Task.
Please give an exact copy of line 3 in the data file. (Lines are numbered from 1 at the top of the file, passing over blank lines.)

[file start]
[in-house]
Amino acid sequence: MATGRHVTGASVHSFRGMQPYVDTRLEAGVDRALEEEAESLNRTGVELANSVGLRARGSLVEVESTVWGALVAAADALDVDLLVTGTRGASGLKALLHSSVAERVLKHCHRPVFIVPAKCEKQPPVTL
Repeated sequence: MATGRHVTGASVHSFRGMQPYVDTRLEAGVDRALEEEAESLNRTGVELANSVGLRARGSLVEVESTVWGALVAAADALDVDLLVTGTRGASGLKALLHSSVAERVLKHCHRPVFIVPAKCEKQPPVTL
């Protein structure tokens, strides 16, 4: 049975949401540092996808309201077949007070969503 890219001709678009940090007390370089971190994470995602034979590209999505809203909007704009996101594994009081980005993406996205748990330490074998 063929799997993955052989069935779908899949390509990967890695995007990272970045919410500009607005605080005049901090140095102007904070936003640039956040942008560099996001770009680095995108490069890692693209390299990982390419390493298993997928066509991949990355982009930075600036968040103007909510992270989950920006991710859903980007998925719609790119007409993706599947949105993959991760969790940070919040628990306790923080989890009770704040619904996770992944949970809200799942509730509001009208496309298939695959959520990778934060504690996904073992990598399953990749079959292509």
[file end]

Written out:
Repeated sequence: MATGRHVTGASVHSFRGMQPYVDTRLEAGVDRALEEEAESLNRTGVELANSVGLRARGSLVEVESTVWGALVAAADALDVDLLVTGTRGASGLKALLHSSVAERVLKHCHRPVFIVPAKCEKQPPVTL